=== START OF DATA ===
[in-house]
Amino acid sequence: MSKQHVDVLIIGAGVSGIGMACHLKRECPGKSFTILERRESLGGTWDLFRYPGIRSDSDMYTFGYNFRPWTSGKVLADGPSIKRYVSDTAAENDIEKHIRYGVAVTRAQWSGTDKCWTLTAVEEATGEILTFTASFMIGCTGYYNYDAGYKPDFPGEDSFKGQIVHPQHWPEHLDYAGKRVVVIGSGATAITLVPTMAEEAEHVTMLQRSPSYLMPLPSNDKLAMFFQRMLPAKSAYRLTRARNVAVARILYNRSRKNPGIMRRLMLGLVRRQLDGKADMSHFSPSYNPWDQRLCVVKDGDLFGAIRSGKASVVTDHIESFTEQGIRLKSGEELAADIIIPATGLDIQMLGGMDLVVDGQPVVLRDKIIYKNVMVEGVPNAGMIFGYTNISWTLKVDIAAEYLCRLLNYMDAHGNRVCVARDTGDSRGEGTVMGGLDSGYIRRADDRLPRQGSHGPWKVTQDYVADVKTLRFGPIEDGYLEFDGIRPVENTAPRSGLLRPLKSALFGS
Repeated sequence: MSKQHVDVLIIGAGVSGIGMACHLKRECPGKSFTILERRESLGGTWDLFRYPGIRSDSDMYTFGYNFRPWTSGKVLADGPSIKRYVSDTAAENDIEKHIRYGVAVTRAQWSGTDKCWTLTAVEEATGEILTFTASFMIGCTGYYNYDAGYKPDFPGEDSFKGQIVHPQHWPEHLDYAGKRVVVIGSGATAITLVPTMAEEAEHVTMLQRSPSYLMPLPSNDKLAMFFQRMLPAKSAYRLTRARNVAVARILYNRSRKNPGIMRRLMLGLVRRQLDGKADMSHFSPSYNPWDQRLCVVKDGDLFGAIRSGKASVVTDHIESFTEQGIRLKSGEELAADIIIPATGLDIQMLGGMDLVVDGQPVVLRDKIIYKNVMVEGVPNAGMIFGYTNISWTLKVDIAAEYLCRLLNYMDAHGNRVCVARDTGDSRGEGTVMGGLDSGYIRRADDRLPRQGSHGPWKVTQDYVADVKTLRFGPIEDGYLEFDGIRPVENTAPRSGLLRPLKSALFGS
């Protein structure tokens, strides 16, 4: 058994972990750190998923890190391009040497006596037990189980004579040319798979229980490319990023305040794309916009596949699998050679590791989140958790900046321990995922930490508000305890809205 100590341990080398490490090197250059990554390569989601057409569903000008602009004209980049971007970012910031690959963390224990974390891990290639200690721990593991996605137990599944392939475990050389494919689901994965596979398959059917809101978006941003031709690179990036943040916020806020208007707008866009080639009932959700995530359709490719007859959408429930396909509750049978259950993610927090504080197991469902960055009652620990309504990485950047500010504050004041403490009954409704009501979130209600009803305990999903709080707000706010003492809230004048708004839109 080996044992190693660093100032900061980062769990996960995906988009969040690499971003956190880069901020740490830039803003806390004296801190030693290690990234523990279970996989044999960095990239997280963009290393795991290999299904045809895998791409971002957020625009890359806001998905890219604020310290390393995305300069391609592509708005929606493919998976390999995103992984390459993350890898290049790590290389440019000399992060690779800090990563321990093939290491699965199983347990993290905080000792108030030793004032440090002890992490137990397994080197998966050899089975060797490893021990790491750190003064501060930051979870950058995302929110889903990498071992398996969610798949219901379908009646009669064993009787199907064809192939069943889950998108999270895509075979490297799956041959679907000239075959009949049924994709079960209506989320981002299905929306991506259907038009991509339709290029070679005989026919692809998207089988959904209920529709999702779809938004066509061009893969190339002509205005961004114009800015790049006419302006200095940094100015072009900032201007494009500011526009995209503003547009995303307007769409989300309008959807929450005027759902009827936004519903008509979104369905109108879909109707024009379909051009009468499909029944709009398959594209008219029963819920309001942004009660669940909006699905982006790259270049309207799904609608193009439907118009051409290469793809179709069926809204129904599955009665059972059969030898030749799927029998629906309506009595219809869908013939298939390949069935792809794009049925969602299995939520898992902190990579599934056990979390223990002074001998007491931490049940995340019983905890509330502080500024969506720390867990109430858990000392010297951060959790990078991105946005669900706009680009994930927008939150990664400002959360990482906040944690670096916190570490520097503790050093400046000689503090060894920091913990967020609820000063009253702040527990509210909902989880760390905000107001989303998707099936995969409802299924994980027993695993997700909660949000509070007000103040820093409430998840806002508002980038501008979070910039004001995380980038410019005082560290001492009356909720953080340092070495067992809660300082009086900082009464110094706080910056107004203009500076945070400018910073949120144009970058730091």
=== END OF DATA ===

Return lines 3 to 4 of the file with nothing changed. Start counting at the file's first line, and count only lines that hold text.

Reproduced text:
Repeated sequence: MSKQHVDVLIIGAGVSGIGMACHLKRECPGKSFTILERRESLGGTWDLFRYPGIRSDSDMYTFGYNFRPWTSGKVLADGPSIKRYVSDTAAENDIEKHIRYGVAVTRAQWSGTDKCWTLTAVEEATGEILTFTASFMIGCTGYYNYDAGYKPDFPGEDSFKGQIVHPQHWPEHLDYAGKRVVVIGSGATAITLVPTMAEEAEHVTMLQRSPSYLMPLPSNDKLAMFFQRMLPAKSAYRLTRARNVAVARILYNRSRKNPGIMRRLMLGLVRRQLDGKADMSHFSPSYNPWDQRLCVVKDGDLFGAIRSGKASVVTDHIESFTEQGIRLKSGEELAADIIIPATGLDIQMLGGMDLVVDGQPVVLRDKIIYKNVMVEGVPNAGMIFGYTNISWTLKVDIAAEYLCRLLNYMDAHGNRVCVARDTGDSRGEGTVMGGLDSGYIRRADDRLPRQGSHGPWKVTQDYVADVKTLRFGPIEDGYLEFDGIRPVENTAPRSGLLRPLKSALFGS
């Protein structure tokens, strides 16, 4: 058994972990750190998923890190391009040497006596037990189980004579040319798979229980490319990023305040794309916009596949699998050679590791989140958790900046321990995922930490508000305890809205 100590341990080398490490090197250059990554390569989601057409569903000008602009004209980049971007970012910031690959963390224990974390891990290639200690721990593991996605137990599944392939475990050389494919689901994965596979398959059917809101978006941003031709690179990036943040916020806020208007707008866009080639009932959700995530359709490719007859959408429930396909509750049978259950993610927090504080197991469902960055009652620990309504990485950047500010504050004041403490009954409704009501979130209600009803305990999903709080707000706010003492809230004048708004839109 080996044992190693660093100032900061980062769990996960995906988009969040690499971003956190880069901020740490830039803003806390004296801190030693290690990234523990279970996989044999960095990239997280963009290393795991290999299904045809895998791409971002957020625009890359806001998905890219604020310290390393995305300069391609592509708005929606493919998976390999995103992984390459993350890898290049790590290389440019000399992060690779800090990563321990093939290491699965199983347990993290905080000792108030030793004032440090002890992490137990397994080197998966050899089975060797490893021990790491750190003064501060930051979870950058995302929110889903990498071992398996969610798949219901379908009646009669064993009787199907064809192939069943889950998108999270895509075979490297799956041959679907000239075959009949049924994709079960209506989320981002299905929306991506259907038009991509339709290029070679005989026919692809998207089988959904209920529709999702779809938004066509061009893969190339002509205005961004114009800015790049006419302006200095940094100015072009900032201007494009500011526009995209503003547009995303307007769409989300309008959807929450005027759902009827936004519903008509979104369905109108879909109707024009379909051009009468499909029944709009398959594209008219029963819920309001942004009660669940909006699905982006790259270049309207799904609608193009439907118009051409290469793809179709069926809204129904599955009665059972059969030898030749799927029998629906309506009595219809869908013939298939390949069935792809794009049925969602299995939520898992902190990579599934056990979390223990002074001998007491931490049940995340019983905890509330502080500024969506720390867990109430858990000392010297951060959790990078991105946005669900706009680009994930927008939150990664400002959360990482906040944690670096916190570490520097503790050093400046000689503090060894920091913990967020609820000063009253702040527990509210909902989880760390905000107001989303998707099936995969409802299924994980027993695993997700909660949000509070007000103040820093409430998840806002508002980038501008979070910039004001995380980038410019005082560290001492009356909720953080340092070495067992809660300082009086900082009464110094706080910056107004203009500076945070400018910073949120144009970058730091």